This weekend at the Grand Prix of India, Red Bull Racing prodigy Sebastian Vettel will surely become Formula 1 World Champion for the fourth straight year. Yet as far as many fans are concerned, the bloom is off the rose. Are they fed up with Vettel's repeated winning, his attitude as portrayed on TV, his deliberate ignoring of team orders in the Malaysian Grand Prix, his apparent pampering by Red Bull – or a combination of all these factors and more? Whatever the roots of the fans' disapproval, it should surely not discolor their views of Sebastian Vettel the driver, nor will it alter Seb's desire to keep accumulating trophies, says David Tremayne.
Sebastian Vettel says he was very pleased when Sir Stirling Moss once mentioned him in the same breath as the legendary Juan Manuel Fangio, whose feat of four consecutive world championships the German is about to emulate. In many ways, the quadruple champion-elect is as easy to understand as the veteran Englishman, who is more famous for never having won the title. Both are consumed by their passion for the sport. But where Moss always remained a fan favorite – he even left his number in the telephone book in 1954 “because I figured that if the fans wanted to ask me why I had taken the decision to drive foreign, they had a right to ask me” – Vettel has succeeded his compatriot Michael Schumacher (the other member of their special four-in-a-row clique) as the man they love to hate.
Where Schumacher seemed to believe the sport started when he began racing, Vettel looks back and is interested in how it developed. “I'm not an expert,” he confesses, “but for sure I love racing and Formula 1. So of course I know a little bit about the cars back in the days, the teams and the drivers. That's why I'm saying that it's quite special and unique what we have achieved together, being a part of a very unique group.”
But that apparently isn't enough to make him popular. Perhaps the reason he's been jeered so much in 2013 is that irritating trademark finger signaling number one, after qualifying or a race (ABOVE). Or the fact that he wins so often in the best car. Or, more likely, it's the fallout from what he did to Red Bull teammate Mark Webber in Malaysia…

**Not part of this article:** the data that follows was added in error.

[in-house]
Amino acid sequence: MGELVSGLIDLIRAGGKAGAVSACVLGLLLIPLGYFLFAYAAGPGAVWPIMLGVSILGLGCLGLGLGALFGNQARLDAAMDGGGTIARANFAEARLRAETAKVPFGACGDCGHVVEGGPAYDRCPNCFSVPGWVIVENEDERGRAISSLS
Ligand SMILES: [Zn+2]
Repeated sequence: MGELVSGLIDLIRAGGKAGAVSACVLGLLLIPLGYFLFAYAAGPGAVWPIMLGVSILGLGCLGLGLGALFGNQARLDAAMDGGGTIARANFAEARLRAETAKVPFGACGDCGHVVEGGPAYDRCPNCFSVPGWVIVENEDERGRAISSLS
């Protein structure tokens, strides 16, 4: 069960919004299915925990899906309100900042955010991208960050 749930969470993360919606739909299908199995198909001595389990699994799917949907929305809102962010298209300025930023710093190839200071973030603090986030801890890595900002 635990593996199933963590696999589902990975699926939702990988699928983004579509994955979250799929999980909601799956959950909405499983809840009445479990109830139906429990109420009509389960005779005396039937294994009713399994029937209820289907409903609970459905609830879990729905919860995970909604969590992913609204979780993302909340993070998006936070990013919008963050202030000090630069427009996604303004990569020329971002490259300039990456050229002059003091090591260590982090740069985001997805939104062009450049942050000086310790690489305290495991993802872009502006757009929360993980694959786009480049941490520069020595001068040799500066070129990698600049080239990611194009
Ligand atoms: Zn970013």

That made the “he's loco” hand gesture after their collision in Turkey back in 2010 look like a spat in a kindergarten, and was the moment when it went wrong for Vettel. Arguably the smartest and best educated of the top-ranked F1 drivers, he made a big misstep that cost him a lot of popularity. The demand to his team to “get him [Webber] out of the way,” was understandable. All the toughest drivers think like that even if it sounds arrogant to non-combatants. But there are things that you do and things that you don't, and from a sporting point of view he crossed a line that day. He apologized initially, but later compounded it all by accepting the wrong counsel – some say from Bernie Ecclestone – and trying to tough it out instead by the time the circus got to China.
Had he simply put his hands up in Sepang and declared: “I'm here to race and I'm here to win. If you want somebody who's going to obey team orders and gift other people victories, I'm not your man,” things might have turned out differently. But the ghost of the "multi 21" order that he ignored has surely come back to haunt him.
All of which is a great shame, because fundamentally Sebastian Vettel is not just a massively competitive driver but also a decent guy.
He's the one top-liner who makes genuine efforts to give interesting answers to questions in press conferences, no matter how asinine they might be. He's good with the fans, too. And as far as the actual driving is concerned, he might be the guy who doesn't prevaricate when he's slamming into a corner at 180mph with a rival – maybe even a teammate – alongside him, needing the same bit of road. But where Schumacher would often default to the sort of tactics he employed against Damon Hill in Adelaide 1994, Jacques Villeneuve in Jerez 1997 or Rubens Barrichello in Hungary 2010, Vettel's driving etiquette stays just the right side of steely toughness. Just like Fernando Alonso's or Lewis Hamilton's does. Nor does he pull the sort of stunts Ayrton Senna regularly pulled against Alain Prost. He's tough, but he's fair.
As for winning in the best car, that's his job, just like it was Mario Andretti's in 1978 after he'd helped Colin Chapman to develop the Lotus 79 and then rightly reaped the benefits. And it's clear that even without the best car, Vettel would be quick. Remember 2008 and victory in a Toro Rosso at Monza (LEFT)? Up until the Japanese GP in 2013 he had won nine races this year. Teammate Mark Webber, himself no mean driver and by consensus one of the toughest nuts to crack, hadn't won any.